Sunday, July 3, 2016
"I saw some women had written that the cloning of Dolly* was wonderful since it showed that women could have children without men. They didn't understand that this was the ultimate ownership of women, of embryos, of eggs, of bodies by a few men with capital and control technique, that it wasn't freedom from men but total control by men." Vandana Shiva
*Dolly, the sheep, cloned in 1996 from an egg cell and a mammary gland cell. http://dolly.roslin.ed.ac.uk/facts/the-life-of-dolly/
Ah, the versatility of the mammary gland in its ability to help men create life and sustain life. Yet women nowadays seem totally unaware of this power. Many women reject it-won't or can't breastfeed, but men are so enamored by the mammary gland that they will patent its powers. Vandana Shiva understood that the cloning of Dolly is about ownership not liberation.
Yesterday, I slowly walked around the Duck Pond, the many retention ponds created in order to have this housing development built on a swamp. They had mowed down those dreadful weeds that grow around the pond, so that those who live on this waterfront property, can see the water. Some of those dreadful weeds they mowed down were blue-flag irises, a perennial native plant of the wetlands in Florida. Hell who needs them? Every 6 months or so they pour some herbicide around the pond. Then all the plants become a sickly brown color that mingles with the stryofoam cups and beer and soda cans that float so well in the pond. One day I saw a suitcase floating in the pond. I wondered if the suitcase contained dead body parts. Yes, I have watched too many Bones episodes on TV. Yesterday I picked up a pile of school papers matted around the trees next to the pond. School's out for summer, some child felt so liberated he or she just tossed those papers into the bushes. I understand that feeling. When I was a child, I looked forward to summer all year because school felt like a cement cage. All I wanted to do was run around outside, play in the dirt, pick dandelions and watch the seeds float all over the yard. My Dad wondered why our yard had more dandelions than the neighbors. I could have told him. I understood about seeds, although I never had a science class.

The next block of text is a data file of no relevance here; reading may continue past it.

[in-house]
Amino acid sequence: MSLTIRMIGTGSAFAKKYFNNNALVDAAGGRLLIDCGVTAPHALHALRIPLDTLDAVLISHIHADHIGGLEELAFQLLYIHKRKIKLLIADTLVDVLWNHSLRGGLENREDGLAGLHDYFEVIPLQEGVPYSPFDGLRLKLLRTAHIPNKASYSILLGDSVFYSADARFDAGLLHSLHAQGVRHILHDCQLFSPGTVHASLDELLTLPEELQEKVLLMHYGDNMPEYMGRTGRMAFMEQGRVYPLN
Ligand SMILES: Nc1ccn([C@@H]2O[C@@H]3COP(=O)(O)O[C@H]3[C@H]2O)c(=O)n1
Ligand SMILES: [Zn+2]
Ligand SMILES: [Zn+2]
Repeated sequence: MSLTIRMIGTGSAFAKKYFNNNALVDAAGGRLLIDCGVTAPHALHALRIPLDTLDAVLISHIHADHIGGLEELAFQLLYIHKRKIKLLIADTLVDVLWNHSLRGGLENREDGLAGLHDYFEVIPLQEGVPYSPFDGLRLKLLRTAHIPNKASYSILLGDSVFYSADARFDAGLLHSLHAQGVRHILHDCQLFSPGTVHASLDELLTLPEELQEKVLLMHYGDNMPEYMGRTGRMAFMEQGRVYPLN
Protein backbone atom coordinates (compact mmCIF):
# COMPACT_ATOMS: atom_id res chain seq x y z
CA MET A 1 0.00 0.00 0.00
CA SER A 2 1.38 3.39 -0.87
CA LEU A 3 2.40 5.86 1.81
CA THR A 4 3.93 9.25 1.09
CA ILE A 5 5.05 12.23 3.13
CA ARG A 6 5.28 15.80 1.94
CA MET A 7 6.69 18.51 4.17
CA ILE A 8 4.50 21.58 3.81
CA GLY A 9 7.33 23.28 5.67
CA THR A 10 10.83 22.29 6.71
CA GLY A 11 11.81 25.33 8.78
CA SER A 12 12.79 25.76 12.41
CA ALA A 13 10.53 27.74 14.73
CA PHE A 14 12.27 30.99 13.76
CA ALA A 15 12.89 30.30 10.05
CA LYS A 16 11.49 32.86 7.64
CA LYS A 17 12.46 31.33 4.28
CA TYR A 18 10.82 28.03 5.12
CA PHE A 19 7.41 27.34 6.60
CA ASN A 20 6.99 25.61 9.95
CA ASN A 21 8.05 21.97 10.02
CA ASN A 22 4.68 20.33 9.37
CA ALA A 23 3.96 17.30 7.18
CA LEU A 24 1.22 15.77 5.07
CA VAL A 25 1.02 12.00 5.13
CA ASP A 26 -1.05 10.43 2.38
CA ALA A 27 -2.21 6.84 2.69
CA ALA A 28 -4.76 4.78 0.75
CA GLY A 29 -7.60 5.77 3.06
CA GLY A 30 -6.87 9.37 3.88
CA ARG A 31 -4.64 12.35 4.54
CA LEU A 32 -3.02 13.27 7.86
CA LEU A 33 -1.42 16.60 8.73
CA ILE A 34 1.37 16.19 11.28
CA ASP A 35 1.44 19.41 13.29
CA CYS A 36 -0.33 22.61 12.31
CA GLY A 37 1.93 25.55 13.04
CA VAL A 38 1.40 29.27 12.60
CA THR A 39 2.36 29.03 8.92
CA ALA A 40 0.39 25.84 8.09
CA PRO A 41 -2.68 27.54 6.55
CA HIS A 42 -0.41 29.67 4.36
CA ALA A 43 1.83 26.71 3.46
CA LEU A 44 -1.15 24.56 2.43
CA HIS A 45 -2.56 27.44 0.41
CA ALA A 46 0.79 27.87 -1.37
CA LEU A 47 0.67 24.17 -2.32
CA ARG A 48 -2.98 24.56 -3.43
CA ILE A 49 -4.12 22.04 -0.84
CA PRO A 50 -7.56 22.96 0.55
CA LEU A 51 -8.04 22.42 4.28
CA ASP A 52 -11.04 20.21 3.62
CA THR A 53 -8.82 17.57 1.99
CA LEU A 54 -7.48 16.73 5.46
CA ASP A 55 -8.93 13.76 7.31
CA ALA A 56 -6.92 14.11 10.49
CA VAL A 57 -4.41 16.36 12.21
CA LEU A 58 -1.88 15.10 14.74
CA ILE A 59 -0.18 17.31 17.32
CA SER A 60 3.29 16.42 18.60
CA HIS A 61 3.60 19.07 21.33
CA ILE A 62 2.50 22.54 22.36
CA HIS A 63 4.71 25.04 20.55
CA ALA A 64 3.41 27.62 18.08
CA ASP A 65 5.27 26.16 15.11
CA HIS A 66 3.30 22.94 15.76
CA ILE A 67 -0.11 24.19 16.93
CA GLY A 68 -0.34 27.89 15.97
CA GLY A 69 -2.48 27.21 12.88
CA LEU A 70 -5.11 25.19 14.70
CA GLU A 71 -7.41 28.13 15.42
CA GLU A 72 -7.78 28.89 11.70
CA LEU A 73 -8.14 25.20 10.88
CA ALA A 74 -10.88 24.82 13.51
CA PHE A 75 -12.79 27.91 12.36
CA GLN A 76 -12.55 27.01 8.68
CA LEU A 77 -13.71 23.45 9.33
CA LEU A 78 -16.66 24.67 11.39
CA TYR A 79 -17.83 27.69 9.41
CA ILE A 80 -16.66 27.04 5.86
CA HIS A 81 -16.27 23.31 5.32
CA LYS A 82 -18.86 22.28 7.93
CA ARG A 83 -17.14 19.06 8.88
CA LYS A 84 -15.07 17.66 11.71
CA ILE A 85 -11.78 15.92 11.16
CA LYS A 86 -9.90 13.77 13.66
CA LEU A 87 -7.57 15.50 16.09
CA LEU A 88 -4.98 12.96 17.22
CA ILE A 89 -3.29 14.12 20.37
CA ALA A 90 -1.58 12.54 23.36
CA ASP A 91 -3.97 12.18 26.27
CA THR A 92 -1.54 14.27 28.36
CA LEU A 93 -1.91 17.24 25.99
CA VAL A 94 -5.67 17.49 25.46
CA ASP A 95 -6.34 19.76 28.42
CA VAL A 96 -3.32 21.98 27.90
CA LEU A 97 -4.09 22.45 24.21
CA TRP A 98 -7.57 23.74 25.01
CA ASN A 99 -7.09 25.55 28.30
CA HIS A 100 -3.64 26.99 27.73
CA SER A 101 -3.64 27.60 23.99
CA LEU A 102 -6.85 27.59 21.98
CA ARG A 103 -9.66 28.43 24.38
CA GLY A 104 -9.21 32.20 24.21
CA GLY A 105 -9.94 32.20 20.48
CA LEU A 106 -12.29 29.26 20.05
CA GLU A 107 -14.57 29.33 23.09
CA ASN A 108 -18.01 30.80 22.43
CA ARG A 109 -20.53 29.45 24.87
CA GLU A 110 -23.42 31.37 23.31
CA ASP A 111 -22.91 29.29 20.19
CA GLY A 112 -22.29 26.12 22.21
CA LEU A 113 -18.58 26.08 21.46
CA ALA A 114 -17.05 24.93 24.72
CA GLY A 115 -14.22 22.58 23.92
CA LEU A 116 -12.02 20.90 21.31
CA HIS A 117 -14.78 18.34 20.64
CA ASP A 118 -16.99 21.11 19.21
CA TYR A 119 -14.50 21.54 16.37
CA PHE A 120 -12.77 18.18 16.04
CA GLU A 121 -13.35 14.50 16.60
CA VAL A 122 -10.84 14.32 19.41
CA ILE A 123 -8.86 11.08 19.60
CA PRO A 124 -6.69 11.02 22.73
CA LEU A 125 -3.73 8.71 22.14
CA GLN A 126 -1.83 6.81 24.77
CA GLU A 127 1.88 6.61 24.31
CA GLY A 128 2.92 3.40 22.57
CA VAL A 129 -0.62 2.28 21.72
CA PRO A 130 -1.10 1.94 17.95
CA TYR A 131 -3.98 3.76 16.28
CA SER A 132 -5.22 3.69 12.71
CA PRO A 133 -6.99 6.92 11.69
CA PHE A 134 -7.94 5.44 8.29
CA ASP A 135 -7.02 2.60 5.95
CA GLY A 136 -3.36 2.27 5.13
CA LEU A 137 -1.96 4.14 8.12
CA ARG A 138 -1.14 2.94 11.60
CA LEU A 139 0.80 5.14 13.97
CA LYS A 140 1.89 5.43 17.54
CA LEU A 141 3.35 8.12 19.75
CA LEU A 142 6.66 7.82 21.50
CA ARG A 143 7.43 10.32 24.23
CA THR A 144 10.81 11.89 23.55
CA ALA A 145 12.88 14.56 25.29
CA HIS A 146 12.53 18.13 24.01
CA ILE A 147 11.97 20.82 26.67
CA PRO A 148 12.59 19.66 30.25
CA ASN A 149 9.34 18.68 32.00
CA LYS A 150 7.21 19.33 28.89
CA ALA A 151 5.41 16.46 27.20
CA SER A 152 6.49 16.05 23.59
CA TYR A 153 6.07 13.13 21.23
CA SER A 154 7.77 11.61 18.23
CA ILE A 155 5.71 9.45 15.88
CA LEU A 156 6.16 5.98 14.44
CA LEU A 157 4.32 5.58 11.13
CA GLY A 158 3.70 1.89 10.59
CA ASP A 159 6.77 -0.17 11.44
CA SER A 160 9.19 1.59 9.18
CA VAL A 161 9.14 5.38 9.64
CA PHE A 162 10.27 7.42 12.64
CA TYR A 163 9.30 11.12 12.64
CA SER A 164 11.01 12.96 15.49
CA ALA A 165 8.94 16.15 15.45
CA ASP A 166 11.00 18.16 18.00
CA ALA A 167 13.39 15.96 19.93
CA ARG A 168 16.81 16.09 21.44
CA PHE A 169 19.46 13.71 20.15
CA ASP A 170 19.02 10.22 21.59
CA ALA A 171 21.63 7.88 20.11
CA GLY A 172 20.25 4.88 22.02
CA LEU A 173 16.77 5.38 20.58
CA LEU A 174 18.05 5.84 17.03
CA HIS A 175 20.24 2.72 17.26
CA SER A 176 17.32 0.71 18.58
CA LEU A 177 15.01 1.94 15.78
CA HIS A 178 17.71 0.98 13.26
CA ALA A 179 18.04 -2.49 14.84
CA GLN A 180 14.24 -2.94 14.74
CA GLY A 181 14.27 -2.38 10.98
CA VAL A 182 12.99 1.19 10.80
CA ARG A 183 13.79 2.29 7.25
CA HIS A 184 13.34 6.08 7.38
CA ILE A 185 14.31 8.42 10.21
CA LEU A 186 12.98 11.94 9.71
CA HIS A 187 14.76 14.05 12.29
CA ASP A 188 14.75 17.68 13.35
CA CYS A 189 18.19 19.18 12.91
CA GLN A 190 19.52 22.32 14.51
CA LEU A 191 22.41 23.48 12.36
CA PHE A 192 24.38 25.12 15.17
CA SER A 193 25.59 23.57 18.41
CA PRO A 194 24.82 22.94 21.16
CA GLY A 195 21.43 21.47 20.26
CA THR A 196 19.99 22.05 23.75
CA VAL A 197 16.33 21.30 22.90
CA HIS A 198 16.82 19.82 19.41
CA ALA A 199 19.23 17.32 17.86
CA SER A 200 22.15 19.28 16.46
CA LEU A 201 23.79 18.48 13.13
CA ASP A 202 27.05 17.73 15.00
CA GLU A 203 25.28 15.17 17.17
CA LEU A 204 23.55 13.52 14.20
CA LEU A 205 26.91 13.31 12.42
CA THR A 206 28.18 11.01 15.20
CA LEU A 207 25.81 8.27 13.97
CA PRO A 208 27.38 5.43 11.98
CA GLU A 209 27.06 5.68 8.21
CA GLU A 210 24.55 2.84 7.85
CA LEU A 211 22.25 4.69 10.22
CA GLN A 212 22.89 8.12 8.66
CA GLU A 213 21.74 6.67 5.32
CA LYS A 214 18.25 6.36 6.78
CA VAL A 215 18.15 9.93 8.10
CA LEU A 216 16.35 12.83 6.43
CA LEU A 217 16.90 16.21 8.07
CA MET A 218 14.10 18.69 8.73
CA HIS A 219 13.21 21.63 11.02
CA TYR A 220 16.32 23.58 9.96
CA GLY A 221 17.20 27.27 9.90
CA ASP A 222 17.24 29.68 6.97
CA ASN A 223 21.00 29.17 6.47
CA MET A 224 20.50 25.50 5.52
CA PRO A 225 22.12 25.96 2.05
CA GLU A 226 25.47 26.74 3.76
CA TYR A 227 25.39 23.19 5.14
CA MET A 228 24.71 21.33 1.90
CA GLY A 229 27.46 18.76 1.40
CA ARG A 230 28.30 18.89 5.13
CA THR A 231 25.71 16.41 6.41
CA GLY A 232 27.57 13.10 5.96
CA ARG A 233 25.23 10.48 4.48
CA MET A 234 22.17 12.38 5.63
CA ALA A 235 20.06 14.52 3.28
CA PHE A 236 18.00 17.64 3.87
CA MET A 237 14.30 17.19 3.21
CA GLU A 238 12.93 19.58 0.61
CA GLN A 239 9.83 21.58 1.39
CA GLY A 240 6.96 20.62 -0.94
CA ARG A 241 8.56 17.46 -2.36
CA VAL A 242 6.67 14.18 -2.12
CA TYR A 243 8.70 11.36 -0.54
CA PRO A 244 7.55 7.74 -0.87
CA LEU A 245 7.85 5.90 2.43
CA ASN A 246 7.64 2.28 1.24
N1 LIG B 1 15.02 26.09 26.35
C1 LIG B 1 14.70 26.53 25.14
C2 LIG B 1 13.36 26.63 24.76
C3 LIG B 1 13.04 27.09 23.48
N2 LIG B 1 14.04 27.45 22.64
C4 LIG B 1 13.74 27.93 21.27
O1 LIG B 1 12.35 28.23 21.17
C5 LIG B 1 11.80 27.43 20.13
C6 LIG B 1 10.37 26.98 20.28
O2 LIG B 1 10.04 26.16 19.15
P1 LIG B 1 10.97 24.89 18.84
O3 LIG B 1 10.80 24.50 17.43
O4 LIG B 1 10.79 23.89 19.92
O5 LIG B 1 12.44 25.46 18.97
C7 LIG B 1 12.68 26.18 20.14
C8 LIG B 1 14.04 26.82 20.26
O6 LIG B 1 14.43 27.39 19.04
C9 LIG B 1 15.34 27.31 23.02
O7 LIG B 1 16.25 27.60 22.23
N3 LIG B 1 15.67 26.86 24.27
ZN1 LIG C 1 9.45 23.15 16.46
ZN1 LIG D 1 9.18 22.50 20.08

Nowadays, I never see children running around outside. They have disappeared, like the endangered species of our world. Shut up in their rooms, with their glowing electronic equipment. They live in the virtual, like some science fiction movie. I do see some adults walking around, many of them running with earplugs oblivious to the sounds of nature. They don't want to hear the owl who meows like a cat or the frog that croaks in the drains. They don't want to be in the outdoor environment. They just want to use the outdoor environment.
I picked up aluminum cans today, some wrapped in brown paper wrappers. Just call me the bag lady. I am tired of seeing trash everywhere in my neighborhood. Sometimes the neighborhood looks like an environmental disaster drive-by; cans and papers jettisoned from cars, cause no one wants their own cars to be trashed. Likewise the Duck Pond neighbor who pushes his mounting trash of spent fireworks, broken chairs and trellises, broken toys and 2 by 4's closer to his neighbor's property. No trash on his property. Not his problem. This is how we live, enveloped in a world that excludes any environmental concerns.
Those retention ponds in this wonderful suburb connect and eventually go into the Mosquito Lagoon. And the Lagoon meets with the ocean. We are currently witnessing an environmental nightmare of a huge algae bloom not so far from us. But it doesn't touch the neighborhood cause we can live in a bubble away from the degradation of the planet.
So what has this to do with breastfeeding? Nothing and everything. We are a people who have lost our understanding of the connections between nature and ourselves. We live in our artificial environments connected to a web of artificial intelligence. Yet we are disconnected from our humanity and our consciousness of the real web of life. We bring babies into a sterile world in which parents are hooked into their hand-held devices. Yet the baby, who is new to this sterility, does not understand why their parents love their devices more than them and will hold their devices day and night, but refuse to hold them as much as their devices. Breastfeeding does not work very well, when moms believe that babies are to be held at arm's length, regulated by artificial time. Or when parents believe that their pets deserve to co-sleep with them but the baby belongs down the hall in another room by itself. (As an IBCLC I worked with a number of parents who refused to co-sleep with their infants to help make breastfeeding easier to maintain but welcomed their pets into their beds every night--I still find that very strange).